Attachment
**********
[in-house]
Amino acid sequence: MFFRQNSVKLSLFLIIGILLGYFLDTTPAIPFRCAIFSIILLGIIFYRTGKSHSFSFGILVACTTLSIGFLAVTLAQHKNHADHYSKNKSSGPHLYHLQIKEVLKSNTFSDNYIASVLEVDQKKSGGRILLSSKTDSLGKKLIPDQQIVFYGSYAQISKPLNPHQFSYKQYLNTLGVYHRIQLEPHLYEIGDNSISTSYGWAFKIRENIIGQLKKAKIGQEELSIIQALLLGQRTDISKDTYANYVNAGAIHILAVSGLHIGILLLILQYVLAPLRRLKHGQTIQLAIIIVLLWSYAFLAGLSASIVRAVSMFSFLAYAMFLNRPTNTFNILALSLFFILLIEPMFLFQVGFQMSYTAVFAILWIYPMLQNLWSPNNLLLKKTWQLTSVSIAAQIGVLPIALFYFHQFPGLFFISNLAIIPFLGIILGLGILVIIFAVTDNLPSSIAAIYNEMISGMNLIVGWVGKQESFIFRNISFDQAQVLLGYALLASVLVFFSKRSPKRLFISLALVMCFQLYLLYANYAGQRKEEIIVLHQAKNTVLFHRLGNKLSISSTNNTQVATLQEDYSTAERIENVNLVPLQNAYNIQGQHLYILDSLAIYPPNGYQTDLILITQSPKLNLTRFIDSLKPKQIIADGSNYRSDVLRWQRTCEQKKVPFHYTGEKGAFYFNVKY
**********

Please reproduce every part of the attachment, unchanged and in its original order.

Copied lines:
[in-house]
Amino acid sequence: MFFRQNSVKLSLFLIIGILLGYFLDTTPAIPFRCAIFSIILLGIIFYRTGKSHSFSFGILVACTTLSIGFLAVTLAQHKNHADHYSKNKSSGPHLYHLQIKEVLKSNTFSDNYIASVLEVDQKKSGGRILLSSKTDSLGKKLIPDQQIVFYGSYAQISKPLNPHQFSYKQYLNTLGVYHRIQLEPHLYEIGDNSISTSYGWAFKIRENIIGQLKKAKIGQEELSIIQALLLGQRTDISKDTYANYVNAGAIHILAVSGLHIGILLLILQYVLAPLRRLKHGQTIQLAIIIVLLWSYAFLAGLSASIVRAVSMFSFLAYAMFLNRPTNTFNILALSLFFILLIEPMFLFQVGFQMSYTAVFAILWIYPMLQNLWSPNNLLLKKTWQLTSVSIAAQIGVLPIALFYFHQFPGLFFISNLAIIPFLGIILGLGILVIIFAVTDNLPSSIAAIYNEMISGMNLIVGWVGKQESFIFRNISFDQAQVLLGYALLASVLVFFSKRSPKRLFISLALVMCFQLYLLYANYAGQRKEEIIVLHQAKNTVLFHRLGNKLSISSTNNTQVATLQEDYSTAERIENVNLVPLQNAYNIQGQHLYILDSLAIYPPNGYQTDLILITQSPKLNLTRFIDSLKPKQIIADGSNYRSDVLRWQRTCEQKKVPFHYTGEKGAFYFNVKY